I've done this a couple of times now to use ZDJ gearboxes behind either an XN motor or an XD motor. It's simply not worth the risk of mixing input shafts.
    Scotty

    Melbourne - Dandenong Ranges

    1956 Peugeot 403 - 'Francois' - resto project

    1969 Peugeot 504 - 'Pascal' - daily driver project

    1970 Peugeot 404 Utility - 'Brutus' - resto project

    1978 Peugeot 604 - as yet unnamed - V6 on straight LPG

    1987 Peugeot 505 - as yet unnamed - project car

    1999 Peugeot 406 Coupé - 'Chloe' - 5 speed manual

    2011 Peugeot 3008 XTE HDi - 'Zoe' - hatchback on steroids

    2014 Peugeot RCZ - 'Remy'

    1999 Range Rover 4.6 HSE - 'Grover' - tow car

  5. #5
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    Quote Originally Posted by Binky View Post
    Just a quick question which I'm sure the brains trust will find overly simple:

    Does the BA7/5 from a Douvrin engine require a different bellhousing and/or clutch from the 2 litre pushrod engine, or is it the same?

    Much thanks for any help...


    Binky
    Which way are you heading, push rod to Douvrin or the other way?
    Graham

  6. #6
    Fellow Frogger! Binky's Avatar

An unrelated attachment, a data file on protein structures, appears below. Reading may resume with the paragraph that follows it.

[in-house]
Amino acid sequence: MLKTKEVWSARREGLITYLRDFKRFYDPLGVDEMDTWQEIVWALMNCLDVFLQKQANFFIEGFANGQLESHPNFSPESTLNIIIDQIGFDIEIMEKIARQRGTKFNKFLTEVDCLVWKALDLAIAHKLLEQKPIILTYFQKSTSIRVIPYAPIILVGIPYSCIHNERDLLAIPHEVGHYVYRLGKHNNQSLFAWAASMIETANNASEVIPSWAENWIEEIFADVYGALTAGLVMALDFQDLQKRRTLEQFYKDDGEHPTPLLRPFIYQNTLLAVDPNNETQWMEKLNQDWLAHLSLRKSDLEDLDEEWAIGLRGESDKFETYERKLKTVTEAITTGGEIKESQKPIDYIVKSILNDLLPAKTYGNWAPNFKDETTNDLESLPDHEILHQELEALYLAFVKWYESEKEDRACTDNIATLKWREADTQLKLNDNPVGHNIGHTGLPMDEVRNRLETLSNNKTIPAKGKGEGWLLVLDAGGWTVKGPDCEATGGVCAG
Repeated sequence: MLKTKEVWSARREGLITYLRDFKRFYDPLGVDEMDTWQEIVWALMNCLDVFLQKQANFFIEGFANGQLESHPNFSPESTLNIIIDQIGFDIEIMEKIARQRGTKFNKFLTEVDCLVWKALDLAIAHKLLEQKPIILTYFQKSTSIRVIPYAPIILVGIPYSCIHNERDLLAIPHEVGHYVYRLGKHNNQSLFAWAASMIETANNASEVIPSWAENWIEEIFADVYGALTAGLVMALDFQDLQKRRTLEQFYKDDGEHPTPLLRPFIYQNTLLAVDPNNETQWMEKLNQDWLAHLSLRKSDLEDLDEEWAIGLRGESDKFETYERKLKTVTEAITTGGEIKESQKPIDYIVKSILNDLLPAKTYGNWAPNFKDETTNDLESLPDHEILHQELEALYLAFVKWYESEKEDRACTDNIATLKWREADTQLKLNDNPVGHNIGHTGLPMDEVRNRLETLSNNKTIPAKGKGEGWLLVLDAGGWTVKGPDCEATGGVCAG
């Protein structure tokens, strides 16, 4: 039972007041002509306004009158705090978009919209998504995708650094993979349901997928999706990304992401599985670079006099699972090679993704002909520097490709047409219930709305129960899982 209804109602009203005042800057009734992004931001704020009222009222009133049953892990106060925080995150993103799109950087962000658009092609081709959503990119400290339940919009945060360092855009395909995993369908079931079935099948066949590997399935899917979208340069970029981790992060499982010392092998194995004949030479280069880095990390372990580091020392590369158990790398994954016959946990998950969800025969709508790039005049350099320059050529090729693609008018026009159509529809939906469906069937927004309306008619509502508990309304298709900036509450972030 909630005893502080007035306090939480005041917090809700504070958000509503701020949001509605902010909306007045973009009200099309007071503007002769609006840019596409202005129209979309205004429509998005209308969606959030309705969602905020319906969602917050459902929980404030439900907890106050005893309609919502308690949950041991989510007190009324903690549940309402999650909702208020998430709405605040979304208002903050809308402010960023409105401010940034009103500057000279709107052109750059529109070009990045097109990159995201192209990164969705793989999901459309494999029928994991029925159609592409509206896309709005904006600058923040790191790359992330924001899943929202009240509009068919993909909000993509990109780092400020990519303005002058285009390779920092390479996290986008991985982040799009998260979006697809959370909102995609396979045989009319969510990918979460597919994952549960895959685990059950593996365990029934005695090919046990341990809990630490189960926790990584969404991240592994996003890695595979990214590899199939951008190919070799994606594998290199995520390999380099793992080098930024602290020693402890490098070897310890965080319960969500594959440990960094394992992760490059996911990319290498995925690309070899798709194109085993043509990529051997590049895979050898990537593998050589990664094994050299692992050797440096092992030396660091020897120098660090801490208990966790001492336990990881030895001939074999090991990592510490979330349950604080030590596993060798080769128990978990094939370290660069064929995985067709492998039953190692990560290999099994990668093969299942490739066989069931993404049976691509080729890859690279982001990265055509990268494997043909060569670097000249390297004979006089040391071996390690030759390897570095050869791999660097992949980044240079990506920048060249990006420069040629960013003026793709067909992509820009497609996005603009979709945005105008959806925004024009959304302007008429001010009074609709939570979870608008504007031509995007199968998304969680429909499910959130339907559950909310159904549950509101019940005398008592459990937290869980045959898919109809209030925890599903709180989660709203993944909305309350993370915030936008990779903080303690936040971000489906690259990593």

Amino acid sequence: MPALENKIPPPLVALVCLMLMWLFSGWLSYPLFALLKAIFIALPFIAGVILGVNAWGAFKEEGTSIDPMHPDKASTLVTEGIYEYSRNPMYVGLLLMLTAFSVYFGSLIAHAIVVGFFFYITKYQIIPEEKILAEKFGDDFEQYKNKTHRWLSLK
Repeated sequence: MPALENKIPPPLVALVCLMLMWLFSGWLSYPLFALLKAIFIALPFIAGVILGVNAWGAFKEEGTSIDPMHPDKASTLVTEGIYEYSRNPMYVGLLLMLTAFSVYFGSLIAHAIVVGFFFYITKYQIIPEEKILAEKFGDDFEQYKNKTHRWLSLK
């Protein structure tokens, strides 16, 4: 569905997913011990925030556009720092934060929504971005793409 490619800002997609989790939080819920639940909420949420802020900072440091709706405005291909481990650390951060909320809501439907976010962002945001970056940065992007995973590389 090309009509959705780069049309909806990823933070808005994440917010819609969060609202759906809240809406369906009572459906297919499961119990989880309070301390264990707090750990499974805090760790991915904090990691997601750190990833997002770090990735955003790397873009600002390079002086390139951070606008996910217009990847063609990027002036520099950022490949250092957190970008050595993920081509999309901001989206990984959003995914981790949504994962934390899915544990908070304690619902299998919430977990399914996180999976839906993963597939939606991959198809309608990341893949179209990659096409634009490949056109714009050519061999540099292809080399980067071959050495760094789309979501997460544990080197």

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    Quote Originally Posted by Demannu View Post
    Yep, easy enough to swap it all. The problem lies with the input shaft - while it is simple enough to swap with a different one, the common wisdom on the topic says "don't". There were a couple of different tooth profiles, and an unmatched pair will mean a very short life before the entire gearbox is a throwaway item. Even the correct profiles when paired with anything other than their original installation has proven to be generally unreliable (with some exceptions).

    Your better bet is to modify the input shaft. Stick it in a lathe, drill a 10mm hole down the end of it. Turn up a stepped shaft to be an interference fit into that hole, with just over 16mm at the wide end. Weld around the join, then turn the whole thing down to 16mm. Cut off the end to be 12mm longer than it was originally.

    I've done this a couple of times now to use ZDJ gearboxes behind either an XN motor or an XD motor. It's simply not worth the risk of mixing input shafts.
    Thanks again Demannu. I had to read your post a couple of times before I fully understood it, but that's my fault, not yours.

    So I gather that the difference is in the length of the input shaft where it reaches the spigot/pilot bearing?